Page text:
January 1, 2017, was also the deadline for small organizations to comply with the Information and Communications Standards, which establishes processes that organizations must follow to ensure that the manner in which they create, provide and receive information and communicate with other entities is accessible to people with disabilities.

Small organizations that have a mechanism for receiving and responding to customer feedback should also take note of this standard because accessible formats and communication supports for such mechanisms must be communicated to the public and made available for use upon request. Small organizations must consult with the person making the request in order to determine what a suitable format or communication support may be in their particular circumstance.

Furthermore, small organization that have developed emergency procedures, plans or public safety information that they have made available to the public generally must ensure that such information is provided in an accessible format with appropriate communication supports if requested to do so.

The Information and Communications Standards do not generally apply to product labels, unconvertible information, and information that an organization does not control. If a person requests that information or a communication be made available to them in an accessible format and it cannot be converted because doing so is either not feasible or the technology to do convert it is not readily available, the organization must inform the person why the request cannot be fulfilled and provide them with a summary of the information or communication.

Educational and training institutions have a unique set of obligations under the Information and Communications Standards. These include providing accessibility awareness training to educators and providing student records and information on program requirements, availability and descriptions in an accessible format to persons with disabilities.

Educational and training institutions include:

  • Institutions governed by the Education Act or the Private Career Colleges Act, 2005;
  • Institutions that offer all or part of a post-secondary program leading to a degree pursuant to a consent granted under the Post-secondary Education Choice and Excellence Act, 2000;
  • Ontario colleges and universities;
  • Public or private organizations that provide courses or programs or both that result in the acquisition by students of a diploma or certificate named by the Minister of Education under paragraph 1 of subsection 8 (1) of the Education Act; and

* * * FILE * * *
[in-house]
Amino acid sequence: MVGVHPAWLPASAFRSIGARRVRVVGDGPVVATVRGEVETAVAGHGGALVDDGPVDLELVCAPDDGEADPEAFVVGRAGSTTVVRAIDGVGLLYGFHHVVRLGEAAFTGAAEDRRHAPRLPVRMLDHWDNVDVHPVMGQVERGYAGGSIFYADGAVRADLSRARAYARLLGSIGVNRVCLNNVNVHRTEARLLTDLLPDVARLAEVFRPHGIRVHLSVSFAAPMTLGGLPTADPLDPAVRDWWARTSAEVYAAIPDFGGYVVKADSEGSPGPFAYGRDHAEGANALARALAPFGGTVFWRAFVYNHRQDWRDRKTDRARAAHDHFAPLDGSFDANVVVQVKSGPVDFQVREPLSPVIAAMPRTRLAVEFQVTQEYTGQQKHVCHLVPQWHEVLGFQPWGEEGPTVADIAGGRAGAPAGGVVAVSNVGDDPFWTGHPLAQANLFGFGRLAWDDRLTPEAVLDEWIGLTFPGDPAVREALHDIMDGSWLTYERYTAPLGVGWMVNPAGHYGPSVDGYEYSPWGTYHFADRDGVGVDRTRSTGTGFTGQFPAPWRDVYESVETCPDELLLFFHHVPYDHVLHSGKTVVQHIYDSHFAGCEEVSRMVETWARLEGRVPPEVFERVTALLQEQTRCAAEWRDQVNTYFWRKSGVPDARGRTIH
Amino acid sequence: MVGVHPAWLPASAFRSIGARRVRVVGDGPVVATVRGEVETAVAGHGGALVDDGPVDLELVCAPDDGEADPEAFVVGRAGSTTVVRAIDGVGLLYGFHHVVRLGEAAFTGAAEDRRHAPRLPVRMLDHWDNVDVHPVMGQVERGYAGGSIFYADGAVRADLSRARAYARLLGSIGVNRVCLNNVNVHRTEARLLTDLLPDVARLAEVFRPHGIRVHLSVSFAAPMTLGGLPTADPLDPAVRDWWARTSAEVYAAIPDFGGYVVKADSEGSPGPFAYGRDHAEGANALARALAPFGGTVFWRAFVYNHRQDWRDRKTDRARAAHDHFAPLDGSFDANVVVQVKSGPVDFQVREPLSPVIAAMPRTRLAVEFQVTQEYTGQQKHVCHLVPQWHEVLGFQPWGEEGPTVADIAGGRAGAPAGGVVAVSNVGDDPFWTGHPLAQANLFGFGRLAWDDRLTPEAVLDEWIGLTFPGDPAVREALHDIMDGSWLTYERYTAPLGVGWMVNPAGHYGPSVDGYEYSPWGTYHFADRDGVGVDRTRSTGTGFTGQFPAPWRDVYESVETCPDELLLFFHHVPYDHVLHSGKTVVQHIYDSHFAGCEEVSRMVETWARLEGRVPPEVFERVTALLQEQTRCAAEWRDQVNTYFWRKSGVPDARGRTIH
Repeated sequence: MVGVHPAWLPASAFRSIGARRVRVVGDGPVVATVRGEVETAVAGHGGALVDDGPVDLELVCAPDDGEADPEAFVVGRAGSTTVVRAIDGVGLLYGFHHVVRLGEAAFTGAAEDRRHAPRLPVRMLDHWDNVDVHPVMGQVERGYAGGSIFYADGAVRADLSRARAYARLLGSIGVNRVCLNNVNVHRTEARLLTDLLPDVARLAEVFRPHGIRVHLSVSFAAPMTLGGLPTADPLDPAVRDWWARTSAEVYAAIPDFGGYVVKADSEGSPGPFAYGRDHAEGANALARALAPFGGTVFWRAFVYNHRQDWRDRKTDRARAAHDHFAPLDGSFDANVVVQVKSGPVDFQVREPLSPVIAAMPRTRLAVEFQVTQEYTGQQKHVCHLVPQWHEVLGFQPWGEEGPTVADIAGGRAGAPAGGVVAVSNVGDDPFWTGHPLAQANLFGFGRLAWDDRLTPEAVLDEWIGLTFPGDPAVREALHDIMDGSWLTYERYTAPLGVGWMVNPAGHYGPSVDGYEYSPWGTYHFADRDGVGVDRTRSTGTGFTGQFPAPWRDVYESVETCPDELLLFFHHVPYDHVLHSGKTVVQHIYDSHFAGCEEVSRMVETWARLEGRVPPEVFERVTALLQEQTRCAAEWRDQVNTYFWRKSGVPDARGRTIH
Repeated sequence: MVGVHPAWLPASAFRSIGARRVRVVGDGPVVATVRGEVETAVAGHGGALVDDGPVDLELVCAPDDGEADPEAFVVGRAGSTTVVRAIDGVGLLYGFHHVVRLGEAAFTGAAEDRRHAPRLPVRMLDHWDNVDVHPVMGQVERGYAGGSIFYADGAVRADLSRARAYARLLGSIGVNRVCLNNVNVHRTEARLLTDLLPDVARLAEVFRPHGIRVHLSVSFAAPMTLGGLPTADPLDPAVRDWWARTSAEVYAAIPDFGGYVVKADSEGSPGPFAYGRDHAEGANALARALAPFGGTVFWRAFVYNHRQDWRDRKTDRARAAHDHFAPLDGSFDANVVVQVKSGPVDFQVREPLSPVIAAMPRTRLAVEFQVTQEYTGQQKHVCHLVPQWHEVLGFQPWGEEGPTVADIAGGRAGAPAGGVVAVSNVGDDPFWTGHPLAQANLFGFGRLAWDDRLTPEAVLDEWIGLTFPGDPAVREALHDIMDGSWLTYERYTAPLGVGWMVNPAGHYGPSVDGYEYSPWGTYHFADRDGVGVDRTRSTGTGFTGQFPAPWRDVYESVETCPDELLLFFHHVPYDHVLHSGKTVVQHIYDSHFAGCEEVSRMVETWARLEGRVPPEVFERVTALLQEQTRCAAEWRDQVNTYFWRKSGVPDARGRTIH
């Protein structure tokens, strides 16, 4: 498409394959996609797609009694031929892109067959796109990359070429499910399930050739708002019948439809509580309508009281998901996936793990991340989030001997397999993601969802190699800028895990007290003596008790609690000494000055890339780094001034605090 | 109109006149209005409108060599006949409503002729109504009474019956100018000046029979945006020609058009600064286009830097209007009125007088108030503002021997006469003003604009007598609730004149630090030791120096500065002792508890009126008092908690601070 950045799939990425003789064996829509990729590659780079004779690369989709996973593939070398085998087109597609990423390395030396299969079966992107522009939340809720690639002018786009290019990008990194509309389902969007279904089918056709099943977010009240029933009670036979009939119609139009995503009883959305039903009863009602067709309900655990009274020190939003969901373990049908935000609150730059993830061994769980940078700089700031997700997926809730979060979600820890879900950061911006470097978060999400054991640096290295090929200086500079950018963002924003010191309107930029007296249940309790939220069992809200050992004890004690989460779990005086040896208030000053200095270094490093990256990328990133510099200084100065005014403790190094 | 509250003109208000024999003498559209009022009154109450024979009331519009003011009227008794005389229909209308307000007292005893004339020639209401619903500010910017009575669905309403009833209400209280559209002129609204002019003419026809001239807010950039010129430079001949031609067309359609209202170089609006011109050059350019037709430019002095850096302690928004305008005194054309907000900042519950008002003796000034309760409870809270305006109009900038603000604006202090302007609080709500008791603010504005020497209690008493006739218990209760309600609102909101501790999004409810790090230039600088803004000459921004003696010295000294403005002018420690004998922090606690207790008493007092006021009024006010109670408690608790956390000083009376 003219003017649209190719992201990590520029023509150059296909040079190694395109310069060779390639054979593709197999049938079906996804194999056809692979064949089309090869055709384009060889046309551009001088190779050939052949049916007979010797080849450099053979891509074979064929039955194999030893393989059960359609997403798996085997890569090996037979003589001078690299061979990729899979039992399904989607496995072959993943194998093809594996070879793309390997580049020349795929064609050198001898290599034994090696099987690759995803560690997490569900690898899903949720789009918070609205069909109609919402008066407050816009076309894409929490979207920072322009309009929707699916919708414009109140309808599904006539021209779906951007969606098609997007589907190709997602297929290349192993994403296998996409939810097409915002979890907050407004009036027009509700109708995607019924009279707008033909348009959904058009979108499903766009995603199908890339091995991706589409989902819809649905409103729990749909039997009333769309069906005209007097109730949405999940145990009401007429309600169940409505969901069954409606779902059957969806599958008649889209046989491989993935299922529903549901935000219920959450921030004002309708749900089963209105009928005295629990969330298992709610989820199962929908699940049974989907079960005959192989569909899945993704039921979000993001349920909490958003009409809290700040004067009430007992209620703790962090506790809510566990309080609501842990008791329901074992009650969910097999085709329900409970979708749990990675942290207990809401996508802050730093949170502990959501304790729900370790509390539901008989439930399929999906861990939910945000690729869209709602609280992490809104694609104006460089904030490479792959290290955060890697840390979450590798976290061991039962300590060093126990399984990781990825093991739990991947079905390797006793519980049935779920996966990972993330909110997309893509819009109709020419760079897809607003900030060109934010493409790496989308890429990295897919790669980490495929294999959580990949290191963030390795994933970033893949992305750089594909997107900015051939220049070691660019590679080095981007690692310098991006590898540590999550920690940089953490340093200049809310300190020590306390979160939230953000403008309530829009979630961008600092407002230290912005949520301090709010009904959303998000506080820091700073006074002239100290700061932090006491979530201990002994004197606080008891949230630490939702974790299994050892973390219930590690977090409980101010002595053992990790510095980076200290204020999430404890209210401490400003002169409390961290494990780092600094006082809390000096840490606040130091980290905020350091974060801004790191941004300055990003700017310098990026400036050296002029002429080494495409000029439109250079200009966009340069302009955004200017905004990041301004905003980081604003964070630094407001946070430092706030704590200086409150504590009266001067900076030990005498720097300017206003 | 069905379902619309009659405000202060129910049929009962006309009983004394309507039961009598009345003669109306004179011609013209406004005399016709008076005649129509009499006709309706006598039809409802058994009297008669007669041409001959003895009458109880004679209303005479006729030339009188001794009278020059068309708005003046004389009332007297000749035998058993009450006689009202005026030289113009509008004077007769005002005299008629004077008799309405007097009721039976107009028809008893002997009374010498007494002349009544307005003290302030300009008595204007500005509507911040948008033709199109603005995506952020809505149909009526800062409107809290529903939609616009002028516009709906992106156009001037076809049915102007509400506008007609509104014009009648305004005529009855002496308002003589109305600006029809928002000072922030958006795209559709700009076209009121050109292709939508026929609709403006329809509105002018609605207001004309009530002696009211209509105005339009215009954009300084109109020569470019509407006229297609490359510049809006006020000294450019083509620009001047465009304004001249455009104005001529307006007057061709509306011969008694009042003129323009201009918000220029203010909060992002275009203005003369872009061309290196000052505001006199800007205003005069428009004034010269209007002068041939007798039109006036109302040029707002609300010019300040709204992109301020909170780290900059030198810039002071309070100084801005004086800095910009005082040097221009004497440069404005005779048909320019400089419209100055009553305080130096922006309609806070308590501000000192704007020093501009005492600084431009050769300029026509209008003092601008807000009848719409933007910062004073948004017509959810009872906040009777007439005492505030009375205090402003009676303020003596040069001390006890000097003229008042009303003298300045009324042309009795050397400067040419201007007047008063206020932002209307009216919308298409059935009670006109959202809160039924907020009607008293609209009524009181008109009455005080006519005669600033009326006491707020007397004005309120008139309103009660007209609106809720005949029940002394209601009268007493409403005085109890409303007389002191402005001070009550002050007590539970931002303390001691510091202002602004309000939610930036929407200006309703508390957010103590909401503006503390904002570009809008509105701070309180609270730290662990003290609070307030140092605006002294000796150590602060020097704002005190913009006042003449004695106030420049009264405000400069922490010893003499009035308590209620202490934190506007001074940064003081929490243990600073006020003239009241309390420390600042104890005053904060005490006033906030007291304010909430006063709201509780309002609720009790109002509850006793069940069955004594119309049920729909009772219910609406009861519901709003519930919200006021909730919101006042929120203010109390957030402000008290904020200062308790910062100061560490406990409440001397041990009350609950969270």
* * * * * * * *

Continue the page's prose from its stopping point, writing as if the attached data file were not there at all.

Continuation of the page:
• Private schools within the meaning of the Education Act.

If they receive notification of need for accessible formats and communications, educational and training institutions must provide resources or materials in an accessible format that take into account the accessibility needs of the person with a disability to whom the information is to be provided. These needs must be considered by either procuring or obtaining a conversion ready electronic format of those resources or materials, or by arranging for the provision of comparable resources and materials where they cannot be procured, obtained, or converted. To facilitate these requirements, producers of educational or training textbooks have had to make available accessible or conversion ready versions of textbooks since January 1, 2015, and will have to make available accessible versions of other materials by January 1, 2020.

Reporting Obligations

Small organizations need not file an accessibility report with respect to these compliance requirements. Small organizations with between twenty (20) and fifty (50) employees will still need to file accessibility compliance reports with respect to their obligations under the Customer Service Standards.

Penalties for Non-Compliance

An AODA Director may levy penalties against organizations of any size that fail to comply with their obligations under the AODA, including the Accessible Employment Standard. Penalties range from $200 – $2,000 for individuals and unincorporated organizations. Corporations may be assessed penalties between $500 and $15,000. A major contravention of AODA obligations may attract a daily penalty of $100,000 for corporations and $50,000 for individuals and unincorporated organizations where there the entity has a prior history of major contraventions.


This blog is provided as information and a summary of workplace legal issues.

This information is not intended as legal advice.